Entirely lacking from Japan, though present in Ireland, is a unique and unusual member of the crow tribe – the Red-billed Chough. It is a bird equally at home on the steppes of Central Asia and it may be found also in some mountainous areas of Europe, but I found Ireland's most unusual corvid at the spectacular cliffs of Moher against a backdrop of wonderfully dramatic and breath-taking coastal scenery. This unusual crow not only has a deep red bill but it also has conspicuously bright red legs. The chough's bill is unusual among crows in that it is not only very sharply pointed but it is also distinctly down-curved, both aspects are adaptations to its unique foraging habitat. This is a bird of coastal areas (and mountains and steppes) where its preferred habitat of short, dense turf can be found. In Ireland it can be found especially along cliff tops where salt spray and strong winds limit plant growth to the very types among which the chough likes to forage. There it probes deeply into turf and soil for its invertebrate prey. Between times it is aerobatic and vocal, flying in small flocks riding strong updrafts off the fierce faces of the cliffs on broad-tipped black wings like a fearless base jumper with a wing suit. The bird’s call, often repeated, is a distinctive, resounding “chow” that gives this bird its name.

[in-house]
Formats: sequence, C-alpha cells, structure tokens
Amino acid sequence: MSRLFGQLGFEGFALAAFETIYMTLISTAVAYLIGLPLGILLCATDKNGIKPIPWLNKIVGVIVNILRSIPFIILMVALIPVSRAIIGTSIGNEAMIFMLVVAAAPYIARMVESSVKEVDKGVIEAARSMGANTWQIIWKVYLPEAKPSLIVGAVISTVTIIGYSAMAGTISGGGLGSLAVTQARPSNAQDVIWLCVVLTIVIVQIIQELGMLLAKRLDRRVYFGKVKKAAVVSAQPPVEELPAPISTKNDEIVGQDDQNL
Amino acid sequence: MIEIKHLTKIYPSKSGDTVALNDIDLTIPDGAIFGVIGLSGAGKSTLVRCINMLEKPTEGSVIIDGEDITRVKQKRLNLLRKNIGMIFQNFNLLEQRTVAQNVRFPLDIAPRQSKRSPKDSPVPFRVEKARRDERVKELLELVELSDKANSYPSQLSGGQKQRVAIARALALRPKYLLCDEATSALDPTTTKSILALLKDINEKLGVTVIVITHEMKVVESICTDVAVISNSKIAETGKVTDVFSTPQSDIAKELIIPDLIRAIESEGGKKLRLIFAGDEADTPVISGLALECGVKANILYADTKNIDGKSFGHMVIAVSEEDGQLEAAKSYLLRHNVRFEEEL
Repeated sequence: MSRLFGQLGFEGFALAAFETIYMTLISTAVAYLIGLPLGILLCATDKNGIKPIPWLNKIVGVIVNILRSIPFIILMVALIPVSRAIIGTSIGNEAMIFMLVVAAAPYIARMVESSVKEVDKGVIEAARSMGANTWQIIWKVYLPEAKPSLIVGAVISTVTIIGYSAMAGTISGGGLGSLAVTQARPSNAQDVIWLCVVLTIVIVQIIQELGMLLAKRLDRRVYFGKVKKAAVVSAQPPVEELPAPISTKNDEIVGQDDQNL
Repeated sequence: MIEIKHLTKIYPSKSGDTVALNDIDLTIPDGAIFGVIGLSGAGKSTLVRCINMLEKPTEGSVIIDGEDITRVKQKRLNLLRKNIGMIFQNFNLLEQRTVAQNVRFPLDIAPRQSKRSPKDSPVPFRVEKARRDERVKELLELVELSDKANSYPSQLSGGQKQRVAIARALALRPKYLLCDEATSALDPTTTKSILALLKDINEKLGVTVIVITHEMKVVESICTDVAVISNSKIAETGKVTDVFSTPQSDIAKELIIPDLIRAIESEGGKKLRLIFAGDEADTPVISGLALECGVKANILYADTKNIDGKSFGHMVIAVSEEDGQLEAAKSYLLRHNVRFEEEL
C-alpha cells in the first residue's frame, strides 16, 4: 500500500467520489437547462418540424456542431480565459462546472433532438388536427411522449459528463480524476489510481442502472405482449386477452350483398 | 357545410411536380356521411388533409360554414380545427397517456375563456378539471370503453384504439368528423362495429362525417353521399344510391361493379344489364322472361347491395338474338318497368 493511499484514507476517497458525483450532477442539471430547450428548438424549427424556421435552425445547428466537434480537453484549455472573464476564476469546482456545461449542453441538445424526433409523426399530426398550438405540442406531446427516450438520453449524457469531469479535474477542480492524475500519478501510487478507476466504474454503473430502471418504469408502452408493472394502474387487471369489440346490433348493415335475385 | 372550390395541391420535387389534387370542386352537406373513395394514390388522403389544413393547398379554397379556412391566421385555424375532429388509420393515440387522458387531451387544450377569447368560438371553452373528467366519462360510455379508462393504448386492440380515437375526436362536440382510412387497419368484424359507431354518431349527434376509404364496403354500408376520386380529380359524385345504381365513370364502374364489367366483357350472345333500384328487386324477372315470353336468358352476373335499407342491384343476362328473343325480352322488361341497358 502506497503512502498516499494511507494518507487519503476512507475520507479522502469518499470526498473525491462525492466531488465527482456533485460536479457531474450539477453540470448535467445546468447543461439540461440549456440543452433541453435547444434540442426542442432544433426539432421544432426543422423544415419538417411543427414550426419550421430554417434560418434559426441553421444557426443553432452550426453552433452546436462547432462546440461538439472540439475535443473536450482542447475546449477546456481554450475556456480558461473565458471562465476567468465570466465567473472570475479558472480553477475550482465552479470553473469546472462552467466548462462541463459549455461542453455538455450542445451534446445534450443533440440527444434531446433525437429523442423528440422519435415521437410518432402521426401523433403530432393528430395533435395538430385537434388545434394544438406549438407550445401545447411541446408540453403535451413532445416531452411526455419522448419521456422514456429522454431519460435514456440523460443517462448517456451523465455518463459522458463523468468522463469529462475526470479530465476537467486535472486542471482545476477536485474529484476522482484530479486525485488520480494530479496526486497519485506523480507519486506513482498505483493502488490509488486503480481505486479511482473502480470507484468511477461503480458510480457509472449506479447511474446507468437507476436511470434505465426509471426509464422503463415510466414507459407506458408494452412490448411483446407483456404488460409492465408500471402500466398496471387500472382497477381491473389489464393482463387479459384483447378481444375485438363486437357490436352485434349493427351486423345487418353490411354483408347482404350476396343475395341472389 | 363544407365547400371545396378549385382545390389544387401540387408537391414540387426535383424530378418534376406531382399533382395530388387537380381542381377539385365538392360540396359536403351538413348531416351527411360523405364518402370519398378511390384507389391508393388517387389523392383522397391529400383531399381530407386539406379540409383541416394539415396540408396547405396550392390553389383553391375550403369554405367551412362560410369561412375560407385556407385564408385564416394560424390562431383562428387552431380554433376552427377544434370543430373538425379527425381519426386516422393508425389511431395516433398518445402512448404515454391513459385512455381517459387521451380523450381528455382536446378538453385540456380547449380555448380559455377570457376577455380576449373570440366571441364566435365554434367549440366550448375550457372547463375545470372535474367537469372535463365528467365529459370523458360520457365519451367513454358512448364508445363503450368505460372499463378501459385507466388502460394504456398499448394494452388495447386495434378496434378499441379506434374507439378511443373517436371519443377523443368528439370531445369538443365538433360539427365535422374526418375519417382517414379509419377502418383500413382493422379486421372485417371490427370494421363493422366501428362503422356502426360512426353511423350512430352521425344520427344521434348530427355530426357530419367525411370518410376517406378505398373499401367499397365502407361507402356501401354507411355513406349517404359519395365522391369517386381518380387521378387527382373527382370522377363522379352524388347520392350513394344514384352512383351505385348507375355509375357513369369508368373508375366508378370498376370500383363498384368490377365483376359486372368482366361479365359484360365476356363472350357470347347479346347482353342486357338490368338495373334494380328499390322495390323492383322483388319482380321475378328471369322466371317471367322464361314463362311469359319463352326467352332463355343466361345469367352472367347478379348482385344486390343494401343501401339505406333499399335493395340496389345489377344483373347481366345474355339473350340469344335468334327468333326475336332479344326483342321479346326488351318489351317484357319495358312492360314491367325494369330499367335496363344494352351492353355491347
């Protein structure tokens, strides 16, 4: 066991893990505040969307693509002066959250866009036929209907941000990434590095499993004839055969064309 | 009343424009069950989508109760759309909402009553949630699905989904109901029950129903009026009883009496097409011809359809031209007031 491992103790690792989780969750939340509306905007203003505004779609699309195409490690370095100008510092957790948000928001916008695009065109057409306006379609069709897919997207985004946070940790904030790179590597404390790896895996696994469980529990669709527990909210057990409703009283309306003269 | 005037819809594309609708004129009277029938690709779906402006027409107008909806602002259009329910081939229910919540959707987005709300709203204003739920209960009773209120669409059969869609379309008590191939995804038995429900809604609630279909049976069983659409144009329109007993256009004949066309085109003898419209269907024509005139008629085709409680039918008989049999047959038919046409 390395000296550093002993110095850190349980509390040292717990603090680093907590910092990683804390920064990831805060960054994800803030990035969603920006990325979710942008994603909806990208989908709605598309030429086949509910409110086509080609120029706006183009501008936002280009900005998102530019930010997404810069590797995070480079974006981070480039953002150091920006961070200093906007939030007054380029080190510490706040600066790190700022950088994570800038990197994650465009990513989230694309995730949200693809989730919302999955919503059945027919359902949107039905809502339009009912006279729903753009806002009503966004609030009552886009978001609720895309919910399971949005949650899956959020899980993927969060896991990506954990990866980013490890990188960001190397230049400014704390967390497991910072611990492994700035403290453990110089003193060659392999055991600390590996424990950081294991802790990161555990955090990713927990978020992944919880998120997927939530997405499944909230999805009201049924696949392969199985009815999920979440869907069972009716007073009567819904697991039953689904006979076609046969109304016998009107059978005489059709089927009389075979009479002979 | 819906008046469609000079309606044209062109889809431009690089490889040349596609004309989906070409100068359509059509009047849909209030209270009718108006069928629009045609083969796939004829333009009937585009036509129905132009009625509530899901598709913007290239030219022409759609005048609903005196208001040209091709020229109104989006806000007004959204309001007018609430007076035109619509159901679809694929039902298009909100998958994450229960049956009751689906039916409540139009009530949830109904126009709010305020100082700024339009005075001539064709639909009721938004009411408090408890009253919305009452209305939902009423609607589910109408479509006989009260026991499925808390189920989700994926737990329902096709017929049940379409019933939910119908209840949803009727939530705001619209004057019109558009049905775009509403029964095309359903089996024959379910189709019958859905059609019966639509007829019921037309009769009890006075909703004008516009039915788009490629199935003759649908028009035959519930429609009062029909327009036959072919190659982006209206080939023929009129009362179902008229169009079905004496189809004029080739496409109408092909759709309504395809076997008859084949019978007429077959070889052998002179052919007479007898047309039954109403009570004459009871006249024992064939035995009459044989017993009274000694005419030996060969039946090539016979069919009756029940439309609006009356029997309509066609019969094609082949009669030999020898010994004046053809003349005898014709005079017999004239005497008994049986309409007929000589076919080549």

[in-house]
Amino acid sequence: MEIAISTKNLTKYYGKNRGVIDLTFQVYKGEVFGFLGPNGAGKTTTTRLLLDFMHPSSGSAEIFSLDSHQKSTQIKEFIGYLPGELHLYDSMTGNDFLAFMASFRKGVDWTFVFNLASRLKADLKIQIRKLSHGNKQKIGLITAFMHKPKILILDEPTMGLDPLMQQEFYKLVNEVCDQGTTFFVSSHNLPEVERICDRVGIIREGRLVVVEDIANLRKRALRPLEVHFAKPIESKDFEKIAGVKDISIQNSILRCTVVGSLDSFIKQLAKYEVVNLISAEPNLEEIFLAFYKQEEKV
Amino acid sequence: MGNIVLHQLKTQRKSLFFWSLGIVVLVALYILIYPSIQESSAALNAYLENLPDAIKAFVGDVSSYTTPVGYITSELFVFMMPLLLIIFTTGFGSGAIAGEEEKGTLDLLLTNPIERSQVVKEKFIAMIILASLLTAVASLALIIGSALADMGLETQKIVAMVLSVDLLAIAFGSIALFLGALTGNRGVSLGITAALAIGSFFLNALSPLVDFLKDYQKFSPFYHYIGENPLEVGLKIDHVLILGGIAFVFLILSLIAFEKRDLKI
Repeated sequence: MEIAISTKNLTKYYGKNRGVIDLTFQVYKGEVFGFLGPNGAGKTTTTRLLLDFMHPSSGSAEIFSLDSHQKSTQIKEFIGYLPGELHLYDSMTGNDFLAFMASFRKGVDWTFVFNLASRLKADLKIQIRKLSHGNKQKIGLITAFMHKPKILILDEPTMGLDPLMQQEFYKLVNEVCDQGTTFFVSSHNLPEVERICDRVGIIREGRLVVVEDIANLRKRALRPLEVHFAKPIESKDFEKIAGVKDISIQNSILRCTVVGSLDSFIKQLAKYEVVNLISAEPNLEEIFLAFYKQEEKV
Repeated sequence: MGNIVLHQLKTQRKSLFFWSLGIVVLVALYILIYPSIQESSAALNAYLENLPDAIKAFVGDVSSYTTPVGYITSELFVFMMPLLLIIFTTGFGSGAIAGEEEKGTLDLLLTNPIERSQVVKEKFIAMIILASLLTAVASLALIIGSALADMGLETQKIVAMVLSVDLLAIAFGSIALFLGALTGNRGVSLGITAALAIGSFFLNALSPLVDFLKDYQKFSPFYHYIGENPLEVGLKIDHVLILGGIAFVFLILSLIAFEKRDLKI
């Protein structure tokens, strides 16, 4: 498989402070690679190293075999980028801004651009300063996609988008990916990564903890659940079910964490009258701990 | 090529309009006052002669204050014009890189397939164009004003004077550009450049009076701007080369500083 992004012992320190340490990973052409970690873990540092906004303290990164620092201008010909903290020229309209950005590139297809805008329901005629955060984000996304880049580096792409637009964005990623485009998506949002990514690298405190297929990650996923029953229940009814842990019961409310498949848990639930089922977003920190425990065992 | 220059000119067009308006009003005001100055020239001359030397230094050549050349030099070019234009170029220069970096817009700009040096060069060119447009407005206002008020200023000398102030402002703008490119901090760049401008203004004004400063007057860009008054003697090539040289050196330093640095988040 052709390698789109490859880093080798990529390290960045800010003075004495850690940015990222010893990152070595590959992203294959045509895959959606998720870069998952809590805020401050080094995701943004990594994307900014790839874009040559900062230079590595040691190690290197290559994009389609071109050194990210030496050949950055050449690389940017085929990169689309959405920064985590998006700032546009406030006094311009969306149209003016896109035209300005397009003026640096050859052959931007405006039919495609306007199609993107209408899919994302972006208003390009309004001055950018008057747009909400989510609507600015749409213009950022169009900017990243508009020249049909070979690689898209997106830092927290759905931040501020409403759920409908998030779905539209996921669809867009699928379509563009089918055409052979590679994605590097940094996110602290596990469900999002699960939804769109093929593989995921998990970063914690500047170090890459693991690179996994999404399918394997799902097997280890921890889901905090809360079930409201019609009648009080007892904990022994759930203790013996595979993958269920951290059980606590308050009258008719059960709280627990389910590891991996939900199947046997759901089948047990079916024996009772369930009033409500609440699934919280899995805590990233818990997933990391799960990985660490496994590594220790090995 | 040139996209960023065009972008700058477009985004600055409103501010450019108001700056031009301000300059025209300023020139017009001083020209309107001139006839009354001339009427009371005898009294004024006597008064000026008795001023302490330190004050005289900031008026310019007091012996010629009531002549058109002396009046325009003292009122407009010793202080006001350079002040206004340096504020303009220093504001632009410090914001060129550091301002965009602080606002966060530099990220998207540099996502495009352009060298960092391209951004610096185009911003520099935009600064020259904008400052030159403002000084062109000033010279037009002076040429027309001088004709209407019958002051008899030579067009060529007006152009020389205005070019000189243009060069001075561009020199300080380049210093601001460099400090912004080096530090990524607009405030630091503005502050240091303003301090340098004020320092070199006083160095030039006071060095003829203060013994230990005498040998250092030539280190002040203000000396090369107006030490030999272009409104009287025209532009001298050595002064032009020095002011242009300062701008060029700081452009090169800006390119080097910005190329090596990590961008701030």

Crows feature surprisingly frequently in idiomatic English. Perhaps this is because crows are common enough birds for all speakers to be familiar with them and to understand their habits, thus making it easy for everyone to immediately grasp the implications of any reference to them. “As hoarse as a crow” is a clear way of describing someone’s rough rasping voice; “to crow about (or over) something” means to brag usually overly loudly about something; “to eat crow” means to admit one’s mistake; “crow bait” refers to someone or something that is useless or likely to die soon; “as the crow flies” refers to the straight line distance over the ground; “crow’s feet” refers to the wrinkles at the outer corners of the eyes; “shoot the crow” is rhyming slang for “go”; and “stone the crows!” is a somewhat dated expression of extreme surprise.


Author and naturalist Dr Mark Brazil has written his Wild Watch column continuously since April 1982. All Wild Watch articles dating back to 1999 are archived here for your reading pleasure. A collection of Mark’s essays The Nature of Japan has been published and is also available from